It didn't show the carriers the device in advance but shared its marketing plans, helping the carriers feel like they were part of the S3 rollout while Samsung shouldered most of the burden for pushing its device. Ultimately, having the same smartphone at all carriers at once helped Samsung create a focused marketing campaign around a single product -- yes, the way Apple does -- and it's a model now emulated by HTC and LG.

While the Galaxy S4 in 2013 looked similar to its predecessor, it sported more bells and whistles, including a TV control app and a built-in translation tool. There was also software that tracks users' eye movement to control the device, such as pausing a video when the user looks away from the screen. Samsung is believed to have sold about 40 million units of the device in the first six months on the market, a slightly slower pace than Galaxy S3 sales.

At the same time, Samsung pioneered so-called phablets -- large-screen devices serving as phone-tablet hybrids. Though 2011's 5.3-inch Galaxy Note, was initially mocked for an almost comically large display, the bigger-screen phone appealed to consumers, especially in Asian markets. There was a begrudging acceptance of the Note 2 in the market in 2012 and eager anticipation for the Note 3 in 2013 and the Note 4 last year. The Note led to similar big-screen devices from rival handset vendors including HTC and LG. Even Apple, after dismissing phablets, followed suit last September with the 6-inch iPhone 6 Plus.

Samsung's Galaxy S3 became one of the company's best selling phones of all time. Sarah Tew/CNET

The Note line appealed to buyers in many markets, but the Galaxy S remained Samsung's most important device. Anticipation for the Galaxy S5 was high heading into the launch a year ago, but the device didn't live up to the hype -- or at least sales didn't.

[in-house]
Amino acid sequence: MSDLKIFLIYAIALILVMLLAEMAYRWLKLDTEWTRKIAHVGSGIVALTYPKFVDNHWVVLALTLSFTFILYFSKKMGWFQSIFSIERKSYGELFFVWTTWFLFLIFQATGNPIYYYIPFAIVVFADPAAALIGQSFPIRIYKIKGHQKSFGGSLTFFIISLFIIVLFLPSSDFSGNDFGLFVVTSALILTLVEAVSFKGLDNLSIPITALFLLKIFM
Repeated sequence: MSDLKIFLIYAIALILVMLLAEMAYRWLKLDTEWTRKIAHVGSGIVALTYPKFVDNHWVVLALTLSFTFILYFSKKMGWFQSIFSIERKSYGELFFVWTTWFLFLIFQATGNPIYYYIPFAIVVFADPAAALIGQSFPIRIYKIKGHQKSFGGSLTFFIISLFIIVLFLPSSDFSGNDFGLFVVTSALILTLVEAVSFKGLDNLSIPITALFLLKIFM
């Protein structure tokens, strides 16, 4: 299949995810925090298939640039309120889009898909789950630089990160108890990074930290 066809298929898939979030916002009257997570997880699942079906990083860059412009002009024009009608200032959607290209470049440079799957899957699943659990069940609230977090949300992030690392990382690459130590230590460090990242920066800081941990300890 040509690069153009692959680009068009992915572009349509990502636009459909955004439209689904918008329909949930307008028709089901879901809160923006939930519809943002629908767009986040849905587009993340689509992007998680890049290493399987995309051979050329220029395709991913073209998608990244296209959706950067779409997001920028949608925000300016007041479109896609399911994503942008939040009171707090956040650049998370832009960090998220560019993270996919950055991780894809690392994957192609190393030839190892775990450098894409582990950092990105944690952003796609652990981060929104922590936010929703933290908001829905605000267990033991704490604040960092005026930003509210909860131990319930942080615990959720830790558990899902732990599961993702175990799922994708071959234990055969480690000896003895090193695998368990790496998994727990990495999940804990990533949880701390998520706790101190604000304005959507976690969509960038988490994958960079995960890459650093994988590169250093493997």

Samsung doesn't disclose device shipments, but reports have said Samsung sold about 40 percent fewer of the Galaxy S5 than the Galaxy S4 in their first few months of availability. And research firm Strategy Analytics estimates Samsung's smartphone market share fell to 25 percent in 2014 from 32 percent the previous year. In the fourth quarter, Samsung's slide and Apple's gain resulted in the two companies sharing the No. 1 spot for the first time since late 2011, with each holding a 20 percent share of the market after selling 74.5 million phones.

"Right now [Samsung is] consistently on a downward trend, and that's not healthy," Current Analysis analyst Avi Greengart said. "This is extremely important."

Samsung's struggles

Samsung made a tactical error when it decided not to change the design of its flagship Galaxy S phone much over the past three generations. The Galaxy S5 looks nearly identical to 2013's Galaxy S4 and 2012's Galaxy S3. Consumers shopping for a phone opted for an older, cheaper model instead of buying the newest and most expensive Samsung smartphone.

The result: Samsung is hurting. The company has posted five consecutive year-over-year declines in quarterly operating profit. In the fourth quarter, the IT and mobile communications division (which includes smartphones) recorded a 64 percent drop in operating profit from the year-earlier period, to 2 trillion won ($1.8 billion). Only 37 percent of Samsung's operating profits came from its IT and mobile communications business in the December quarter, compared with two-thirds a year earlier.